“Preparing to Leave Nauvoo” and “The Trials of a Winter Trek” (pages 69–70).
If the following pictures are available, prepare to use some of them during the lesson: Nauvoo Temple (62432; Gospel Art Picture Kit 501); Exodus from Nauvoo, February–May 1846 (62493; Gospel Art Picture Kit 410); and Exodus from Nauvoo (Gospel Art Picture Kit 411).
Suggestions for Lesson Development
As prompted by the Spirit, bear testimony of the truths discussed in the lesson.
Additional Teaching Ideas
The following material supplements the suggested lesson outline. You may want to use one or more of these ideas as part of the lesson.
1. Additional information on succession in the Presidency of the Church
The process of succession in the Presidency of the Church has occurred many times and now follows the pattern outlined on page 191. If you feel that class members would benefit from a detailed description of this process, review the following steps with them.
A man who has been foreordained to preside one day over the Church is called by revelation to be a member of the Quorum of the Twelve Apostles.
He is trained for his future calling through his association with members of the Quorum and the First Presidency and through his assignments. As he outlives other members of the Quorum, he advances in seniority until he is President of the Quorum of the Twelve and only the President of the Church has been an Apostle longer than he has.
When a President of the Church dies, the First Presidency is dissolved. Counselors in the First Presidency return to their places in the Quorum of the Twelve (if they were members of the quorum). The Quorum of the Twelve becomes the presiding quorum in the Church. The President of the Twelve becomes the presiding authority in the Church.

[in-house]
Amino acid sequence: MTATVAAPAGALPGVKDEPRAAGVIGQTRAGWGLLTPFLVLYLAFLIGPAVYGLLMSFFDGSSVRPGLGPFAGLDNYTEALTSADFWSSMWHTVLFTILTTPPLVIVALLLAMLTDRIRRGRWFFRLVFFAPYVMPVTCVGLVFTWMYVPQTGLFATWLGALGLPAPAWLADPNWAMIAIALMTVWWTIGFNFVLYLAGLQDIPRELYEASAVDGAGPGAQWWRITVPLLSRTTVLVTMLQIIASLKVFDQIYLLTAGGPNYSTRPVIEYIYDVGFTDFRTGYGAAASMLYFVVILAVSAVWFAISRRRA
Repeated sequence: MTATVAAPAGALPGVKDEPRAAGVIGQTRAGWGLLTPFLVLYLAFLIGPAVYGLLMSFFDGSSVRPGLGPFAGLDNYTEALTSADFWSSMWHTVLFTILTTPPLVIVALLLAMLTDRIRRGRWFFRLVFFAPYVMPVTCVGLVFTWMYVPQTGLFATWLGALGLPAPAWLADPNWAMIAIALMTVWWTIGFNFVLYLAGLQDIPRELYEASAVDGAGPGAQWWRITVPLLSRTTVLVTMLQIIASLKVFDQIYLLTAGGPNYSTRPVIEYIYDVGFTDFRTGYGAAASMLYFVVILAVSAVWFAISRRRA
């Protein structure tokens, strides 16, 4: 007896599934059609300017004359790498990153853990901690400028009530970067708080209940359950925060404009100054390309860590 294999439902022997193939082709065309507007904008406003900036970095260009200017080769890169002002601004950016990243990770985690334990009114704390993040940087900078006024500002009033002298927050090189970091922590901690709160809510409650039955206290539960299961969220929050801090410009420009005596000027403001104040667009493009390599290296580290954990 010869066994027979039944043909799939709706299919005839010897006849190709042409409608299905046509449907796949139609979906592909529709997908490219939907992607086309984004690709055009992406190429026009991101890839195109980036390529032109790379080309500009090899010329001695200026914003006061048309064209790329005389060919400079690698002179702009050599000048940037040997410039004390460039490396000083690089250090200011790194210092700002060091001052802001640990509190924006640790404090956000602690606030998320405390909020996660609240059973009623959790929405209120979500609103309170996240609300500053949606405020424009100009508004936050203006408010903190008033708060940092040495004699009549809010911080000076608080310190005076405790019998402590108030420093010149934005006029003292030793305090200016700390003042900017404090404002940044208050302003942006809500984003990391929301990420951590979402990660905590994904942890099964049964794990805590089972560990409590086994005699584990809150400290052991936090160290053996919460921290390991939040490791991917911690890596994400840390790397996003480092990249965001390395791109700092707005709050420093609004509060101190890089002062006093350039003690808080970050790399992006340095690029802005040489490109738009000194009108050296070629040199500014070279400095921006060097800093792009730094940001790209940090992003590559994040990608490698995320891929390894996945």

Members of the Twelve assemble in the temple in a spirit of fasting and prayer. Guided by revelation, they come to a unanimous decision regarding the reorganization of the First Presidency. In accordance with this decision, they sustain the senior member of the Twelve as the President of the Church. They then lay their hands on his head and ordain him and set him apart as President of the Church.
The new President chooses two men (usually members of the Quorum of the Twelve) to be his counselors.
Vacancies in the Quorum of the Twelve caused by the reorganization of the Presidency are filled.
The Saints in Nauvoo experienced great opposition as they worked to complete the temple. In discussing the persecution of the Saints each time they tried to build a temple, Elder Boyd K. Packer of the Quorum of the Twelve said:
“The opposition was leveled at the Saints because the adversary was afraid of the temple. He would do anything to prevent their construction of it” (The Holy Temple , 175).
Why is the adversary fearful of temples and temple work? What can we do to strengthen our resolve to attend the temple regardless of the obstacles we face?
3. “Come, Come, Ye Saints”
Prepare to have class members sing “Come, Come, Ye Saints” (Hymns, no. 30). Or ask a class member or a group of class members to prepare to sing it. After the hymn, summarize the events that inspired William Clayton to write it (Our Heritage, page 71).